Church says bike lane would violate their right to religious freedom

The District government is going through the rather municipally boring process of determining where to build a bike lane on the east side of downtown.

And one church has given a charged response to some proposals, saying that a bike lane near its property would infringe upon “its constitutionally protected rights of religious freedom and equal protection of the laws.”

[Full article]

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Comment by Simon Paynton on October 24, 2015 at 8:02am

I can understand their concern, that the bike lane will block the parking for the church.  But I think it's somewhat childish, hysterical and disingenuous to dress it up as a religious freedom issue. 

Frankly, I don't think that bicycles and a modern city centre are a good mixture.  I don't understand people who want to risk getting squashed under a lorry just so they can get to work on a bike.  Ees seelly. 

Comment by Davis Goodman on October 24, 2015 at 8:40am

Frankly, I don't think that bicycles and a modern city centre are a good mixture. 

They've worked quite well in many European cities as well as some in North America (I've heard so about Portland Oregon but unseen will know better than any of us), Vancouver, San Francisco etc. It's simply a case of drivers having to get used to slower vehicles on the road. The goal is to have less combustion engines spewing CO2 right?

 I don't understand people who want to risk getting squashed under a lorry

That's why there are bike lanes.

just so they can get to work on a bike.

When a downtown parking space costs minimum $300 and when the alternative is to ride on the metro or bus...standing in a packed space for one hour...then...yeah...a bike is a pretty reasonable solution.

 that the bike lane will block the parking for the church.

Tough....that's the comings and goings of city planning.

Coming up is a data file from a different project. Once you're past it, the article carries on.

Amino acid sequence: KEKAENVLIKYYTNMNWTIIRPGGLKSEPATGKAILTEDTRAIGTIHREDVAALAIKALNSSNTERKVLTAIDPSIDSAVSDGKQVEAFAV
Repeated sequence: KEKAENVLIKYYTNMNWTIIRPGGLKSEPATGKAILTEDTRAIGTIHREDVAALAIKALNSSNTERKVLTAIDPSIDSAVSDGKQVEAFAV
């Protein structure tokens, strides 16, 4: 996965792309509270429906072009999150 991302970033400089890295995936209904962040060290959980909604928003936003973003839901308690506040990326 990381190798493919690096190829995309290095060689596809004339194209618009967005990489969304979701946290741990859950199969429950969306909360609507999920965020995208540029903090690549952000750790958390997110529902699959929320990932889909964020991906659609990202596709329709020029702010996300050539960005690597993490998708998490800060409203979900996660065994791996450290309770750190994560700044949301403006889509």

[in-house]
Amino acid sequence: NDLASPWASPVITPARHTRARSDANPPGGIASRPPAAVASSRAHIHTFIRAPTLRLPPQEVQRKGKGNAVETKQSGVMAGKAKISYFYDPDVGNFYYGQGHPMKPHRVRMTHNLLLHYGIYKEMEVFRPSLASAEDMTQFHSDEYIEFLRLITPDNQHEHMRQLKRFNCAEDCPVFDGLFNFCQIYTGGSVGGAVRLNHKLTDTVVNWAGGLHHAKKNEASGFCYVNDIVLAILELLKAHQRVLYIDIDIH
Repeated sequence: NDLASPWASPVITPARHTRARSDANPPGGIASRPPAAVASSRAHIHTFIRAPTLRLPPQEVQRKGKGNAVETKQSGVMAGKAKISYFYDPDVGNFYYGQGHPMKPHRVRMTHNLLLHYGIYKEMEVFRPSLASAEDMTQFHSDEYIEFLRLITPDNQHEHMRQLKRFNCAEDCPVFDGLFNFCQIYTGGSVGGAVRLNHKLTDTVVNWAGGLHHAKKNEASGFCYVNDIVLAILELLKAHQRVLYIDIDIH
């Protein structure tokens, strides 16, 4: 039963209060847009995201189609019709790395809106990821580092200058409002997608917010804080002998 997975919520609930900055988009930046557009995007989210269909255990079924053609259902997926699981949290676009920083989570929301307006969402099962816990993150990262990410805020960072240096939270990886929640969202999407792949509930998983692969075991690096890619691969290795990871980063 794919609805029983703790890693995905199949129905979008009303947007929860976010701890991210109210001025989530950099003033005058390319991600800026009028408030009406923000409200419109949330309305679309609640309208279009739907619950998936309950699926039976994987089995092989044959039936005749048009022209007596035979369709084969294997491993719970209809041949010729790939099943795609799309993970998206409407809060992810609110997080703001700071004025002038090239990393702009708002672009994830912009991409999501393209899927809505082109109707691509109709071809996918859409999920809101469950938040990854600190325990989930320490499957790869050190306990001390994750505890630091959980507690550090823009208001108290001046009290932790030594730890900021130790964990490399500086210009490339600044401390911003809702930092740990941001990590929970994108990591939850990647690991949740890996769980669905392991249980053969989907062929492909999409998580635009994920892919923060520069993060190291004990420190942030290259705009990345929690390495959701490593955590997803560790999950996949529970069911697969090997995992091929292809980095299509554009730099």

But I think it's somewhat childish, hysterical and disingenuous

Remove the somewhat part...and replace it with utterly or extremely or moronically.

Comment by Strega on October 24, 2015 at 10:41am
It seems to me that when an organization or institution in the USA wishes to object to some planned action, they have to point at some part of the constitution to validate their objection. Apparently it isn't sufficient to object based on practicality; laws don't extend to cover that.
Comment by SteveInCO on October 24, 2015 at 10:54am

Apparently it isn't sufficient to object based on practicality; laws don't extend to cover that.

When you are dealing with a commission run by people with an agenda, practicality won't matter to them.  And many such bodies in the US are taken over by people who want to "get people out of their cars" and will impose high taxes, "traffic calming" and other measures to do so.  Note that it doesn't matter if the agenda is a good one or a bad one, the fact is, appeals to practicality will be overridden by that commission's overarching agenda concern.

Comment by SteveInCO on October 24, 2015 at 10:59am

I should add that I agree the "religious freedom" argument is just batshit silly.

Comment by Davis Goodman on October 24, 2015 at 11:09am

When you are dealing with a commission run by people with an agenda, practicality won't matter to them.

Yes...traffic plans in smaller cities have gone insanely overboard with bicycles. In Madrid they placed a motorized bike sharing program and it was a disaster because they didn't think at all of the consequences and additional needs...the best place to put stations or discussing with the police the problems there might be.